Budgeting & Cost Estimating
Best practices dictate that a total project budget be developed early in a project, then the design managed to meet those budget requirements. A total project budget should include, in addition to hard construction costs, all architecture, engineering fees, inspections & testing, permits & fees, furniture & fixtures, construction management fees, contingency, cost escalation and other soft costs. Potential exposure to unforeseen conditions or other hidden costs will be captured through an appropriate contingency allocation. Through ongoing review of the design drawings, information will be gathered to advise the Owner on conflicts and potential overruns in advance in order to mitigate budget problems.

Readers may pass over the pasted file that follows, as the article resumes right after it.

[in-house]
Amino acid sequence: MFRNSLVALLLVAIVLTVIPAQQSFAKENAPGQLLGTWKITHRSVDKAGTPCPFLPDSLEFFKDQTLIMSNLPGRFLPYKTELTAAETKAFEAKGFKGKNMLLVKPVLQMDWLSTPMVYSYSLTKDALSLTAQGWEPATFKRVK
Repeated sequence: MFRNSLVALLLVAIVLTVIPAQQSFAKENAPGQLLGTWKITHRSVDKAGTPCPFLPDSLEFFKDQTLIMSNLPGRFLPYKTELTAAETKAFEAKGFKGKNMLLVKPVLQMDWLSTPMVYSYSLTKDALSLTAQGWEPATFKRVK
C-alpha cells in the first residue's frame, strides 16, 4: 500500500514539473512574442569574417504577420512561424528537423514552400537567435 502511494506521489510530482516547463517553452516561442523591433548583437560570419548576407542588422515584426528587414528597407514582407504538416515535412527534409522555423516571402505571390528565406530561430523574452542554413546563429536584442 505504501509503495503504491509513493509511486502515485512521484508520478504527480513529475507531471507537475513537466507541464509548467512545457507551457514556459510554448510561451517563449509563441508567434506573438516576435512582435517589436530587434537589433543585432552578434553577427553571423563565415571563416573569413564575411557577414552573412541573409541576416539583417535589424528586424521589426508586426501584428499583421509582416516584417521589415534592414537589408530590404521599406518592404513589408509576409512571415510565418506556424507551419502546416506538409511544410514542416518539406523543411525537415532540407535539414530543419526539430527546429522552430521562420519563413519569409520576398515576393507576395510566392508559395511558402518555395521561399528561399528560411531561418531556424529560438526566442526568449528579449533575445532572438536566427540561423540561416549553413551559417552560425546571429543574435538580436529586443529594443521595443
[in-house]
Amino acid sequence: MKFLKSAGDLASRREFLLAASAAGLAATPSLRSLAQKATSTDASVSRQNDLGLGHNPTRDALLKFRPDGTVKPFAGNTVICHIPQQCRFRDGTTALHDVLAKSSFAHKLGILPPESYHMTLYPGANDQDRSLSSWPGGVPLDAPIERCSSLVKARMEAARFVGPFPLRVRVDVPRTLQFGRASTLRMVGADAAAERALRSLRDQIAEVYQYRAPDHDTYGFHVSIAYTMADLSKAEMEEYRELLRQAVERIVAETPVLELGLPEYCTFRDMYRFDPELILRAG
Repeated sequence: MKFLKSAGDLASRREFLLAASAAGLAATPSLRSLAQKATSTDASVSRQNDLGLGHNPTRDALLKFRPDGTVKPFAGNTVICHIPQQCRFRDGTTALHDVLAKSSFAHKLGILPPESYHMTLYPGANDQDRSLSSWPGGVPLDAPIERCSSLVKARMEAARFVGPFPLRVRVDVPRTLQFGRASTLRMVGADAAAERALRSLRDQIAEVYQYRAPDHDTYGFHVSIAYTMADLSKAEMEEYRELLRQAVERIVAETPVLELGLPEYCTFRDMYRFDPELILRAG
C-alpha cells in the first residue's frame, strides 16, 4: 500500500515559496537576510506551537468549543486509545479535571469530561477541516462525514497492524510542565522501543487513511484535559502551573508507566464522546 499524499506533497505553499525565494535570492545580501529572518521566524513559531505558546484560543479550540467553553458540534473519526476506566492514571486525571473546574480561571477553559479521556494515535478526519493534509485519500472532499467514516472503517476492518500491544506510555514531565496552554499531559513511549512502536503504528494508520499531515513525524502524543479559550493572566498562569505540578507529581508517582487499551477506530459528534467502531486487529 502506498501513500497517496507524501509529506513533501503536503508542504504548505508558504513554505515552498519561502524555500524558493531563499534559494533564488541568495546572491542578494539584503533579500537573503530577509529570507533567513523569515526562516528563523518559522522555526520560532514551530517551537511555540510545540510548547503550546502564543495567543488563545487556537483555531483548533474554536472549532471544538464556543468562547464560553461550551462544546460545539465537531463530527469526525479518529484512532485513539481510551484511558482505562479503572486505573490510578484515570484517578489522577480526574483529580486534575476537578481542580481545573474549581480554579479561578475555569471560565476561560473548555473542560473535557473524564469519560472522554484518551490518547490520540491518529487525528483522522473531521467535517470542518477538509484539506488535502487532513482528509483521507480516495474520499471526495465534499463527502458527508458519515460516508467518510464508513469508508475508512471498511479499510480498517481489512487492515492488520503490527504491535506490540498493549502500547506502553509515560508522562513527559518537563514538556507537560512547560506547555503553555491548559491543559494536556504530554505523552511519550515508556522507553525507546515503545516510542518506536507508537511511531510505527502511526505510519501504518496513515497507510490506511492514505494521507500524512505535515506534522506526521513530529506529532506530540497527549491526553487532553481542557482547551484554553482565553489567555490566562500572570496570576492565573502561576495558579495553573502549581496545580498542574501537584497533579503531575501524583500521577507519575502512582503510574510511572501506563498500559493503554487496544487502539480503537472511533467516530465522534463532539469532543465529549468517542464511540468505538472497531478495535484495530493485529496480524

Cost estimating should be viewed as part of a total cost management effort. Costs should be broken down in detail and organized so that each discrete cost item is clearly identified. This allows the project team to target areas of discretionary spending, giving the Client and Architect better visibility and control over construction costs, and a template to manage the budget for the entire project. Market trends and conditions and potential cost escalation should always be given careful consideration. The cost estimate and budget should be constantly updated at milestones determined by the Owner. A good construction manager will generate a comprehensive construction cost estimate at the completion of Design Development and Construction Drawings stages. If the estimated costs exceed the Owner’s expectations, they can then make recommendations to reduce costs wherever possible.
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